This morning I came upon a yellow school bus that had stopped to pick up kids, with its red lights blinking, signaling all cars to stop. And yet one driver insisted on going around the bus. But before he could pass, a woman, with a dog in tow, stepped out in front of his moving car, put her foot on his fender, and proceeded to lecture him. I sat there and wondered what would I have done? A school bus full of kids is a good test for any of us when it comes to standing up for community norms. We all cherish children; they're often innocent bystanders to events around them, and our role as adults is pivotal in protecting them and helping to raise them. This guy who attempted to bypass the bus was in clear violation of a long-standing norm we all know.
Indeed, he could have simply looked around to see that other cars had stopped for the bus. But he either didn’t care, or didn't take the time to look. Either way, his judgment was off.
Last week I wrote about the first 100 days of President Obama's term. This week I wonder how the rest of us are doing. So many people face tough issues in their daily lives -- a lost job, uncertain health care, trouble paying bills.
In times like these, it's easy to keep our heads down and focus only on ourselves and our own needs. But what I hear people around this country (and elsewhere) saying is, now, more than ever, they want to be part of something larger than themselves. They want to make a difference in their communities. They want to act on their aspirations, not simply their fears.
This urge to make good on our desire to do good existed long before Obama's election, but it was certainly crystallized and amplified since. It exists just beneath the surface of our current troubled economic times; in fact, to get through these times we must tap into it.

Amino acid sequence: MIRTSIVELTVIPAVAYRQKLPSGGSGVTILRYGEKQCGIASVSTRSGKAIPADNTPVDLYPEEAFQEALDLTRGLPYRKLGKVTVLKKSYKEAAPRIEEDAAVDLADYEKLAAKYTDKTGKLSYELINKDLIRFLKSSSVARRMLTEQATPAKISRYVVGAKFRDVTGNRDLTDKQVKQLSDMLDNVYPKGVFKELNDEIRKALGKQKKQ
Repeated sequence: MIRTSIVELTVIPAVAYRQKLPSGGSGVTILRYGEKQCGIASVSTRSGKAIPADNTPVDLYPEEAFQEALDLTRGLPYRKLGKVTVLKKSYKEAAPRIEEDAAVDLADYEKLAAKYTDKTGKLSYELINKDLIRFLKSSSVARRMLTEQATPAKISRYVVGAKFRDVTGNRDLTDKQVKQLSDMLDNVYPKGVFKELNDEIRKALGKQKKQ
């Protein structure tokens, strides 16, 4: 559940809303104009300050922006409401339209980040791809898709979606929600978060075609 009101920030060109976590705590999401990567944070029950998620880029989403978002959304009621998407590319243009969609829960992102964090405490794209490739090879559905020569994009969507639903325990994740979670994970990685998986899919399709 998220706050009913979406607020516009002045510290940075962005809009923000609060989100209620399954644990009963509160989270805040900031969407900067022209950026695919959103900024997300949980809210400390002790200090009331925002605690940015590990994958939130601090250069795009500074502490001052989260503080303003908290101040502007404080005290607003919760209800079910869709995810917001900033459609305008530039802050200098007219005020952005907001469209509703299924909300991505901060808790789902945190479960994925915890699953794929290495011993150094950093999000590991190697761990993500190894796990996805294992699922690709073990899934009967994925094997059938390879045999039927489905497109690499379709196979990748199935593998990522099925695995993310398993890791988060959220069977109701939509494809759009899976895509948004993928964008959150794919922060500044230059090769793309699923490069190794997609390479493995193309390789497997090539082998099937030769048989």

That's why I was so taken by what I saw this morning. The stopped bus, and the moving car, created a flashpoint -- a concrete manifestation of both the challenge and opportunity we face. It would have been easy for the woman who stepped out in front of the moving car to turn away, to simply act as if nothing had happened.
Instead, she did just the opposite: she turned toward the moving car. She made the decision that the blinking red lights atop the yellow school bus meant something. She stepped forward in that moment and did something.
As the bus left another women in a car rolled down her window and called to the women who had stopped the car, "Did he just do what I think he did?" He had. They talked for a brief moment, and both went their ways. But in that exchange they cemented a long-standing community norm. They named it. They declared it real. And I saw it all, which made me it real for me, too.
Much of what we are doing in our nation nowadays is to reclaim space for interacting with others, for working together, and for resetting the norms we care about. No doubt, part of this occurs through actions taken in Washington, DC, but more of it actually takes place in our daily lives.
I ask you to consider the yellow bus when you encounter similar situations. Remember the woman with the dog in tow who stepped forward.